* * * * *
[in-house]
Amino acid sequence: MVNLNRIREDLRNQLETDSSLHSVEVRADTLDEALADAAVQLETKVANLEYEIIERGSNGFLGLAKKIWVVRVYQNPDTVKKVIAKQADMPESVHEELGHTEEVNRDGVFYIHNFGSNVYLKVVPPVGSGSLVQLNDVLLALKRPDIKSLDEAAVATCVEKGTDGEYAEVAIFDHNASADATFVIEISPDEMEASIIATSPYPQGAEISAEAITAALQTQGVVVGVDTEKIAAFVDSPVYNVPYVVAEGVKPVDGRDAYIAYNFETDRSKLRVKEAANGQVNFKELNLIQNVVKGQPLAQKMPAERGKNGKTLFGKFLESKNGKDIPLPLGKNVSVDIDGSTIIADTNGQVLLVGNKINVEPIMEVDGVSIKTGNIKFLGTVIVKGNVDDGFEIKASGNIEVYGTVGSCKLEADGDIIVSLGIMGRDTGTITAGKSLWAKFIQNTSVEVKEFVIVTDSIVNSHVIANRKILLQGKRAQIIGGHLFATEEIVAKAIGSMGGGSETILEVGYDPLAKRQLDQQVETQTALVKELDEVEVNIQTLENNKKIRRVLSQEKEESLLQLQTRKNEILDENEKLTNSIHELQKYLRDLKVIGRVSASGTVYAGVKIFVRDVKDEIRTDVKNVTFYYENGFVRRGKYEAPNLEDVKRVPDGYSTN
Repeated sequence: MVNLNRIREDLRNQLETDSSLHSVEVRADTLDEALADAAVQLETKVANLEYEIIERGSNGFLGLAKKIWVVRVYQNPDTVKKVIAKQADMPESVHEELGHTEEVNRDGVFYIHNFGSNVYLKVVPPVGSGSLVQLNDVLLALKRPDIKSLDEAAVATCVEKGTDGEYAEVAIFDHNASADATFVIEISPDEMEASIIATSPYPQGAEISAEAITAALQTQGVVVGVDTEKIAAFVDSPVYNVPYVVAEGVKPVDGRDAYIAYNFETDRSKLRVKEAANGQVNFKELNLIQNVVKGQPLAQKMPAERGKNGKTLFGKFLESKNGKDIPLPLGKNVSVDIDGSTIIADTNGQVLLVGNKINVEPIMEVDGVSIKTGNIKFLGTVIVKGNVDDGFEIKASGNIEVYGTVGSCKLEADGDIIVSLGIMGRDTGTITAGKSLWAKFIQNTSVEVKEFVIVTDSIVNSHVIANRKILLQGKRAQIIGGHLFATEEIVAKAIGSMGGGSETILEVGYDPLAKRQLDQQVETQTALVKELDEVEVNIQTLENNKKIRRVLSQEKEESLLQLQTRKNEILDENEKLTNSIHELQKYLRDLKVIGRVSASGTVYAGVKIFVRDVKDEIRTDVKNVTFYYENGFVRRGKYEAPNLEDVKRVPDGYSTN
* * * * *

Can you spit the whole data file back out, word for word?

[in-house]
Amino acid sequence: MVNLNRIREDLRNQLETDSSLHSVEVRADTLDEALADAAVQLETKVANLEYEIIERGSNGFLGLAKKIWVVRVYQNPDTVKKVIAKQADMPESVHEELGHTEEVNRDGVFYIHNFGSNVYLKVVPPVGSGSLVQLNDVLLALKRPDIKSLDEAAVATCVEKGTDGEYAEVAIFDHNASADATFVIEISPDEMEASIIATSPYPQGAEISAEAITAALQTQGVVVGVDTEKIAAFVDSPVYNVPYVVAEGVKPVDGRDAYIAYNFETDRSKLRVKEAANGQVNFKELNLIQNVVKGQPLAQKMPAERGKNGKTLFGKFLESKNGKDIPLPLGKNVSVDIDGSTIIADTNGQVLLVGNKINVEPIMEVDGVSIKTGNIKFLGTVIVKGNVDDGFEIKASGNIEVYGTVGSCKLEADGDIIVSLGIMGRDTGTITAGKSLWAKFIQNTSVEVKEFVIVTDSIVNSHVIANRKILLQGKRAQIIGGHLFATEEIVAKAIGSMGGGSETILEVGYDPLAKRQLDQQVETQTALVKELDEVEVNIQTLENNKKIRRVLSQEKEESLLQLQTRKNEILDENEKLTNSIHELQKYLRDLKVIGRVSASGTVYAGVKIFVRDVKDEIRTDVKNVTFYYENGFVRRGKYEAPNLEDVKRVPDGYSTN
Repeated sequence: MVNLNRIREDLRNQLETDSSLHSVEVRADTLDEALADAAVQLETKVANLEYEIIERGSNGFLGLAKKIWVVRVYQNPDTVKKVIAKQADMPESVHEELGHTEEVNRDGVFYIHNFGSNVYLKVVPPVGSGSLVQLNDVLLALKRPDIKSLDEAAVATCVEKGTDGEYAEVAIFDHNASADATFVIEISPDEMEASIIATSPYPQGAEISAEAITAALQTQGVVVGVDTEKIAAFVDSPVYNVPYVVAEGVKPVDGRDAYIAYNFETDRSKLRVKEAANGQVNFKELNLIQNVVKGQPLAQKMPAERGKNGKTLFGKFLESKNGKDIPLPLGKNVSVDIDGSTIIADTNGQVLLVGNKINVEPIMEVDGVSIKTGNIKFLGTVIVKGNVDDGFEIKASGNIEVYGTVGSCKLEADGDIIVSLGIMGRDTGTITAGKSLWAKFIQNTSVEVKEFVIVTDSIVNSHVIANRKILLQGKRAQIIGGHLFATEEIVAKAIGSMGGGSETILEVGYDPLAKRQLDQQVETQTALVKELDEVEVNIQTLENNKKIRRVLSQEKEESLLQLQTRKNEILDENEKLTNSIHELQKYLRDLKVIGRVSASGTVYAGVKIFVRDVKDEIRTDVKNVTFYYENGFVRRGKYEAPNLEDVKRVPDGYSTN